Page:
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Children Of Men

Monday, January 15, 2007
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Hmmm…could that graffiti on the wall behind Clive Owen have anything to do with the plot?

Children of Men

Dir: Alfonso Cuaron

Cuaron’s film takes place in 2027, and it has been 18 years since the last baby on Earth was born; men and women have become infertile, and civilisation is crumbling. The only place left that has seemingly managed to maintain its civility is Great Britain, where people still go about their daily routine, quietly growing older, knowing that the world is going to end.

However, the civility is simply a mask hiding the real truth. This England of 2027 is much more like Nazi Germany of the early 1940s. While the government is trying hard to give its citizens a normal life in the cities, immigrants and refugees are being slaughtered in the countryside. This is a film that’s as bleak as any apocalyptic future you’re likely to see – and not because of some massive alien invasion, or global warming, or nuclear holocaust. In a world where there are no babies, or the sounds of laughing children, humanity is left without any hope. There is nothing to live for.

It’s a fascinating concept, and it was first explored by P.D. James, in her novel of the same name, released in the late-80s. According to my special source, the book and film really only share a few things in common – the title and basic outline. Plot-wise, they are completely different. In James’s future, there is very little violence, because as the population ages, activism lessons, people settle down.

Children of Men is a film that explains very little, but provides exactly the right amount of information. The plot is simple, and I loved the fact that information about the future was ladled out carefully, as opposed to big huge dollops of exposition. The viewer is invited to fill in the gaps. We are plunked right into the middle of the world – action begins – main story – action ends. In this way it feels very much like a Hollywood film from the studio days; very little character development except for what we need and a plot that moves swiftly from one event to the next, with most of the extraneous fat left on the cutting room floor. Not that it isn’t a gut-wrenching ride too, cause it is.

Of course the film is also a piece of tour de force craftsmanship, and while I could talk about the socio-political stuff, or the performances (Clive Owen, Julianne Moore, Claire-Hope Ashitey, Michael Caine – all great), it’s really the style of the film that is the most interesting to talk about.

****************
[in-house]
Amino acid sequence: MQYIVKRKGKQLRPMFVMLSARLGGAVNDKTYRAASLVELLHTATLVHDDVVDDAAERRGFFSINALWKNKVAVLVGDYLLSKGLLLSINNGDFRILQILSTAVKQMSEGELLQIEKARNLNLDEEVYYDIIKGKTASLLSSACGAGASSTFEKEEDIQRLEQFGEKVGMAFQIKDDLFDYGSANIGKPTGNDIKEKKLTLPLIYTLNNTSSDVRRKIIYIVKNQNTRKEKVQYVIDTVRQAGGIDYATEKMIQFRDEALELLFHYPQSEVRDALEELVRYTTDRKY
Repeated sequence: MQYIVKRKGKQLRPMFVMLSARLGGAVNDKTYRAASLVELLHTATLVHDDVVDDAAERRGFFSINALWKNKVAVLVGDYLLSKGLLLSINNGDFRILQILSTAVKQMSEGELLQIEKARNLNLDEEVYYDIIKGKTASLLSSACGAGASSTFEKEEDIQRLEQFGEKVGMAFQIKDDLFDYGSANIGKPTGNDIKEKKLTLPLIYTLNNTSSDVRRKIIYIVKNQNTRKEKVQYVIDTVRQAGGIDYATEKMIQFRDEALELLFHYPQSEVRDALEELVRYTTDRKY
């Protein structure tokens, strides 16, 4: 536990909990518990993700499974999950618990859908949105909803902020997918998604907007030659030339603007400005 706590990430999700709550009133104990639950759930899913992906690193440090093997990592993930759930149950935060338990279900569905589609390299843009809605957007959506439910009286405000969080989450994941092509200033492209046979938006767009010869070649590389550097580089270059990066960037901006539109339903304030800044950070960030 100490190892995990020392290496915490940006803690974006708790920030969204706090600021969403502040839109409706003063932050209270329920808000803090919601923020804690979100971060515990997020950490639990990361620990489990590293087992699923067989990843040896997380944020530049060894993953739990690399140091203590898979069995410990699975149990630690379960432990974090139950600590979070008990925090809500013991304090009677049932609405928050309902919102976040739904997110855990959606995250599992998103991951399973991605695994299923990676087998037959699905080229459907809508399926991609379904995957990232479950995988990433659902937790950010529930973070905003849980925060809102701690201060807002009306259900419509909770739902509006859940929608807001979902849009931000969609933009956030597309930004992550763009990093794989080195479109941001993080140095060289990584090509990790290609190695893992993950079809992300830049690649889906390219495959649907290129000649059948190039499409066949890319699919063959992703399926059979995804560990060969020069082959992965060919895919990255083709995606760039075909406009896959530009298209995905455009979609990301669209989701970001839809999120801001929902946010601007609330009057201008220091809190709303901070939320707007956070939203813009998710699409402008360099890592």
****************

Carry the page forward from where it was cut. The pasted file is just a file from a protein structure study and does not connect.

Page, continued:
It takes a good director to shoot action sequences that make sense. I find so many action scenes in movies these days are almost incomprehensible because shots fly by so rapidly that it’s hard to tell what’s going on. What Cuaron does in Children of Men is take the opposite approach – he rarely cuts at all, preferring to shoot many sequences in long takes. It’s a gutsy move, and poses huge technical challenges, but the results are well worth it. There’s a kind of suspense in the long take that can’t be matched any other way – though with Cuaron, it never feels like a gimmick (for that, see the opening of Brian de Palma’s Snake Eyes).

In fact, at one point in a suspenseful sequence early on in the film, it wasn’t till it was almost over that I suddenly realized that the shot had lasted several minutes. And while there are a few stationary long takes, the majority of them are highly mobile, with the camera swooping around characters, going in and out of cars, etc.

One particularly violent bit (again, all in one take) has Clive Owen crashing a concrete block over a bad guy’s head. Yes it’s brutal, it’s excessive, it made me almost cry out as if I was the one being hit over the head, but in the context of the story it works. Though, and this is a *spoiler* by the way so stop reading, Cuaron also employs the same technique for the birth of the baby, holding the shot as Owen delivers the child and holds it until she takes her first breath – and that scene is one of the most incredible ever put on celluloid. *spoiler over*

Children of Men is a rich visual experience, and it gave me the same kind of adrenaline rush as Romeo and Juliet (Lahrman) or Dogville (von Trier) or City of God (Merseilles) or Eternal Sunshine of the Spotless Mind (Gagnon). A good story well told is all I ask of any film, but a good, thought-provoking story that makes me sit up and change the way I think about movies is something else entirely. This is a beautiful, and profoundly moving film – dark, chilling, but ultimately hopeful. It’s not right to bandy the word visionary about all willy-nilly like, but Cuaron’s film comes pretty darn close. llewopemearg

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One Comment leave one →
  1. James17930 permalink
    Tuesday, January 16, 2007 5:22 pm

    Yeah — those long takes were incredible.

    Jamie and I were talking about how this movie couldn’t have even been done without the digital effects that are available today. And those effects aren’t for creating monsters or anything like that — simply to make a huge, long take filled with tons of movement and action look and feel as real as possible.

    Excellent movie.

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